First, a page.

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Thread: Front yard question

  1. #1
    Apr 2004
    Hudson River Valley

    Front yard question

    I may be the only planner that doesn't know this, but I have always been unsure as to the common zoning definition of front yard -

    Is the front yard generally considered just the minimum front yard, or is is the entire area in front of the building on the lot. For example, if a house is set back 50 feet from the front lot line in a zone with a minimum front yard set back of 25 feet, do the 25 feet closest to the house count as a front yard? Can that person erect a fence taller than would be permitted in a front yard or any other structure not permitted in a front yard?

    Thanks for your thoughts on this,

  2. #2
    Cyburbian boiker's avatar
    Dec 2001
    West Valley, AZ
    Front Yard: The area on the private property between the addressed side/facade of the structure and the corresponding property line. The Front Yard includes the Front yard setback area.

    Front Yard Setback: The area no structures are permitted to be constructed within the front yard.

    Our code is written that any fence within the front yard, as defined above, is a front yard fence and must follow all regulations. The setback applies only to permanent strucutres such as garages, houeses, sheds.
    Dude, I'm cheesing so hard right now.

  3. #3
    Good question, MSM. We define the front yard as follows:

    Yard, Front. A yard extending across the full width of the lot, unoccupied other than by steps, walks, terraces, driveways, lampposts and structures of a similar nature, the depth of which is the least distance between the street right-of-way and the building line.

    Building Line. The line nearest the front of and across a lot establishing a minimum open space to be provided between the front line of a building or structure and the street right-of-way.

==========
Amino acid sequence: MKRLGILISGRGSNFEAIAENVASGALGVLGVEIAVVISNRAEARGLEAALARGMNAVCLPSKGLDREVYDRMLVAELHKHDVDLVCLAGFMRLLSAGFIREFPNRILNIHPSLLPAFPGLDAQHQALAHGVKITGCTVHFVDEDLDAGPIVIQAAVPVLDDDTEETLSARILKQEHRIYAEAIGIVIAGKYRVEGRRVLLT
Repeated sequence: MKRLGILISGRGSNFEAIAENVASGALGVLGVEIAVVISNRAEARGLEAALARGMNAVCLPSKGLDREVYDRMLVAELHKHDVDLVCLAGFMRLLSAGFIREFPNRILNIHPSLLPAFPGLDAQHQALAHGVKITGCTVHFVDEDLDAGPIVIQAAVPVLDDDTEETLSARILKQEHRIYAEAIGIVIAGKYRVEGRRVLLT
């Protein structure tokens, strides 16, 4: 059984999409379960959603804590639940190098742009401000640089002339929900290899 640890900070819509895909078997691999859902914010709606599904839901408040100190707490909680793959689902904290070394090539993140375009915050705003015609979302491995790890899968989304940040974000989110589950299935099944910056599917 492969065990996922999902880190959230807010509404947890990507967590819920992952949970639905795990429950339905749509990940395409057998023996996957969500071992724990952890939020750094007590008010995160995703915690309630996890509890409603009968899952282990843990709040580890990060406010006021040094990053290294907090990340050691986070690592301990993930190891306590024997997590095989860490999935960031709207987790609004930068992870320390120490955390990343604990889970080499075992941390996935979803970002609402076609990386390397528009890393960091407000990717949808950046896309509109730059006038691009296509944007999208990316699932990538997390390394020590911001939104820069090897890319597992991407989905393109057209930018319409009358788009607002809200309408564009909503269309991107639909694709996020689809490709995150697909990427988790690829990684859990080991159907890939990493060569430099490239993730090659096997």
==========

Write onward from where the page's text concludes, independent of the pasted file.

I don't particularly like either definition because they could create a certain "no man's land" between the platted building line and a structure set back beyond the platted building line, pretty much as you described.

    As to the fence height requirements, we allow only a 4'-0" tall fence from the front plane of the structure foward so that the definitions cited above do not matter for fences.
    Labor is prior to, and independent of, capital. Capital is only the fruit of labor, and could never have existed if labor had not first existed. Labor is the superior of capital, and deserves much the higher consideration.
    Abraham Lincoln

  4. #4
    Cyburbian solarstar's avatar
    Aug 2002
    We go with a "front yard" and a "required front yard" to distinguish between the 2. That helps for fence height requirements, especially for those houses that are setback hundreds of feet from the road. It seems to work well.

  5. #5
    Jul 2003
    Who cares.
    We have a front yard and a front yard setback. You can put fences in the setback provided they meet requirements, but no structures. The whole yard goes to the side of the house--parallel with the side, then it becomes the side yard with side yard setback requirements.
    I don't dream. I plan.

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